Dutch Parliament lowers data retention term to 12 months
(Dieser Artikel ist auch in deutscher Sprache verfügbar)
The Dutch Parliament has lowered the data retention term in its implementation of the Data Retention directive to 12 months. The law has still to pass the Dutch Senate, which has been more critical of data retention in the last four years. A lot is still unclear about the law and many concerns, like the absence of evidence for the resulting interference with the right to private life and private communications, have not been adequately addressed yet. Still, the legislature will try to finalize the law before the summer break of the Parliament.
Interestingly, the three-party coalition forming the present Government was split into three camps, arguing for 6, 12 and 18 months respectively. The government kept arguing for 18 months, but a majority voted for an amendment lowering the term to 12 months. This term traces back to a report of the Erasmus University about the usefulness and necessity of data retention for telecommunication traffic and location data. After failing to prove such usefulness and necessity for data older than 3 months, the researchers had talks with police representatives. Based exclusively on those talks, the report recommended a 12 month retention period. Later on, the Dutch Council of State referred to that research and the proposed reasonable term of 12 months when it advised the government to lower the term.
Although the debate focused a lot on the retention term and the lack of evidence, there are many other issues that were debated. The Parliament also spoke about European developments, such as the procedure of Ireland before the European Court of Justice and the constitutional challenge in Germany. It also discussed the extent of parliamentary involvement with the contents of the decree which will contain more details about data retention in practice. The law now contains a list of data to be retained, after concerns were raised that this was the core of a data retention obligation and that the list would have to be agreed upon in Parliament. Unfortunately, the list is not very precise. It is as general as the list in the directive and seems to contain a mistake. Whereas the data retention directive does not require the retention of the destination for Internet use other than e-mail or telephony, the Dutch list does not make this distinction anymore.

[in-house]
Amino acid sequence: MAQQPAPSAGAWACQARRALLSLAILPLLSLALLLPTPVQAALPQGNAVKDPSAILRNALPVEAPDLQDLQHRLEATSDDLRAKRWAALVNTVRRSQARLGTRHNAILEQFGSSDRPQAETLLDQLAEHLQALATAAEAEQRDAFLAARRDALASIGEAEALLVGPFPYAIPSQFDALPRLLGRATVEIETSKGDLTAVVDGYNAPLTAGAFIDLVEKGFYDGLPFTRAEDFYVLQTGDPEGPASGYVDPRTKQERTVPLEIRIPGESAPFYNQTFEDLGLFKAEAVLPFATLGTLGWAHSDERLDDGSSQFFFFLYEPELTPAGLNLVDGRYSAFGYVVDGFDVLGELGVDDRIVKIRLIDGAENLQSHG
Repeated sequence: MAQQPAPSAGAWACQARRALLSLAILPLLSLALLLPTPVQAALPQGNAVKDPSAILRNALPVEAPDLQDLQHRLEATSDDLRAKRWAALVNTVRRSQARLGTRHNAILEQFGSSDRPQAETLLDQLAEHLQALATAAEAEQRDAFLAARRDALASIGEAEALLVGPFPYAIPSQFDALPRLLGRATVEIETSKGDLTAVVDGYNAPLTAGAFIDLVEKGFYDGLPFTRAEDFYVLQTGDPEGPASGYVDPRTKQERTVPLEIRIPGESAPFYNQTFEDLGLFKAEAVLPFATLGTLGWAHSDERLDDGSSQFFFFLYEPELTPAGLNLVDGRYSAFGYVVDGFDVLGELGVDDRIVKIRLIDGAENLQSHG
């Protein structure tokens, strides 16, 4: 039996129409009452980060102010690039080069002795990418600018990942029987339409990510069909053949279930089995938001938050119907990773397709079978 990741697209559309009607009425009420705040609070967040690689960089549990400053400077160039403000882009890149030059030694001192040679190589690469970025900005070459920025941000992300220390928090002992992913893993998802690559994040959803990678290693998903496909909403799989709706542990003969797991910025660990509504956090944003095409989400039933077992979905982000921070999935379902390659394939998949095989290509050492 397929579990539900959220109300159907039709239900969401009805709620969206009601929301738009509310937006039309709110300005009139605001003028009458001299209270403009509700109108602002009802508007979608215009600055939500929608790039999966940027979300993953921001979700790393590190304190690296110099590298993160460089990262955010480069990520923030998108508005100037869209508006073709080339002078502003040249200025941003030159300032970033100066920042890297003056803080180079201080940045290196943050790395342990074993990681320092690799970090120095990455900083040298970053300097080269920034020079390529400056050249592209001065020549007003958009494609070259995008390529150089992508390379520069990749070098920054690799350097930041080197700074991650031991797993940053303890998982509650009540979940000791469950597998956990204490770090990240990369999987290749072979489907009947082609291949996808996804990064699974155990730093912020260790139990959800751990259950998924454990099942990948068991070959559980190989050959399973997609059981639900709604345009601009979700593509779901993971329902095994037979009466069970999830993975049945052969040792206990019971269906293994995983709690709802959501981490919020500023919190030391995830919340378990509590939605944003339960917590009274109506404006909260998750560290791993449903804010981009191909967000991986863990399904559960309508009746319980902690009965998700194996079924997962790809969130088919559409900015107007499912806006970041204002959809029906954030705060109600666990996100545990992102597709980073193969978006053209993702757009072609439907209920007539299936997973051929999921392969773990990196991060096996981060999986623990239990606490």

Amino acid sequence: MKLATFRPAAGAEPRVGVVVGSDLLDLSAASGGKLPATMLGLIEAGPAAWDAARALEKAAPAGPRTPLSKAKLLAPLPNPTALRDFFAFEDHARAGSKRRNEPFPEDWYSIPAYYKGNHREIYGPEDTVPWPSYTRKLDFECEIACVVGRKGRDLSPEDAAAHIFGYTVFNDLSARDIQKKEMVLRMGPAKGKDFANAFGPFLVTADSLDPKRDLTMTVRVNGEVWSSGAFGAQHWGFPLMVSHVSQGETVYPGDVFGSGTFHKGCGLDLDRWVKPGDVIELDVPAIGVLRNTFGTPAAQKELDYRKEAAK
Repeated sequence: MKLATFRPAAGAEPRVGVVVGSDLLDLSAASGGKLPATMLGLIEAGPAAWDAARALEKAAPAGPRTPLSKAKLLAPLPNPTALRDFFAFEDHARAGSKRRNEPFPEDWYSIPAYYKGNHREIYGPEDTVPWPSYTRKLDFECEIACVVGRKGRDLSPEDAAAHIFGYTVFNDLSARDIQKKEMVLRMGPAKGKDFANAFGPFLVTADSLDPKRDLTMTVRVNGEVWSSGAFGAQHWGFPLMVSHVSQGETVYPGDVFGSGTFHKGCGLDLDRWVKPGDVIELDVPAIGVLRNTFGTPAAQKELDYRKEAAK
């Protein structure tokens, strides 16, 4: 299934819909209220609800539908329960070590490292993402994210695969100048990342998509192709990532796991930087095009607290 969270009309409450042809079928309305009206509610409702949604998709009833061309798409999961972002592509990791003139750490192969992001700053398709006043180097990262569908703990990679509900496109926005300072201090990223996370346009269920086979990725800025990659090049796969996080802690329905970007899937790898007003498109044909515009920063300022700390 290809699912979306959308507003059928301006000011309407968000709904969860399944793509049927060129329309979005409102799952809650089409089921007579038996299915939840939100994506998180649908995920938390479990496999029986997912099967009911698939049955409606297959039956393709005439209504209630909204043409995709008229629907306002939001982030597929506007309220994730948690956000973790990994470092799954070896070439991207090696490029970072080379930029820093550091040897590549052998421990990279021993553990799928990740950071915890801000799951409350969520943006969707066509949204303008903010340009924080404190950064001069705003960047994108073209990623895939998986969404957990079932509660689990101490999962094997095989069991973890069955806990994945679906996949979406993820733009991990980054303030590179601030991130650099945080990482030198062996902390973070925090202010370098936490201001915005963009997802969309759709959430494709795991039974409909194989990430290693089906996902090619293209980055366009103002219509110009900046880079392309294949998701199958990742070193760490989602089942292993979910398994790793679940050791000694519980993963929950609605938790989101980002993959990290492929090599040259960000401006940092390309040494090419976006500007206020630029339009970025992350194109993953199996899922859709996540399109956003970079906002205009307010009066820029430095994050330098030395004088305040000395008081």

The costs of data retention for the sector and consumers were also an issue of debate, but the available cost estimates are still vague. One of the reasons is that the precise scope of the data retention obligation for Internet traffic is unclear. General costs of data retention will not be reimbursed. The question about storage of the data in centralized or decentralized facilities has been evaded. At first, the data will be stored by the providers but this could change in the future. An amendment that would have restricted the possibility of claiming complete data sets - to be used for data mining in the context of combating terrorism - didn't make it. If the law is passed, both national security and law enforcement agencies will have the possibility to claim complete parts of the collection of data to be retained.
EDRi-gram: Dutch study fails to prove usefulness and necessity data
EDRi-gram: Dutch DPA advises negatively on Dutch draft data retention
Data Retention 12 Months (only in Dutch, 22 May 2008)
The data retention implementation law as sent to the Dutch Senate (only in
Dutch, 22 May 2008)
(Contribution by Joris van Hoboken - EDRi-member Bits of Freedom - Netherlands)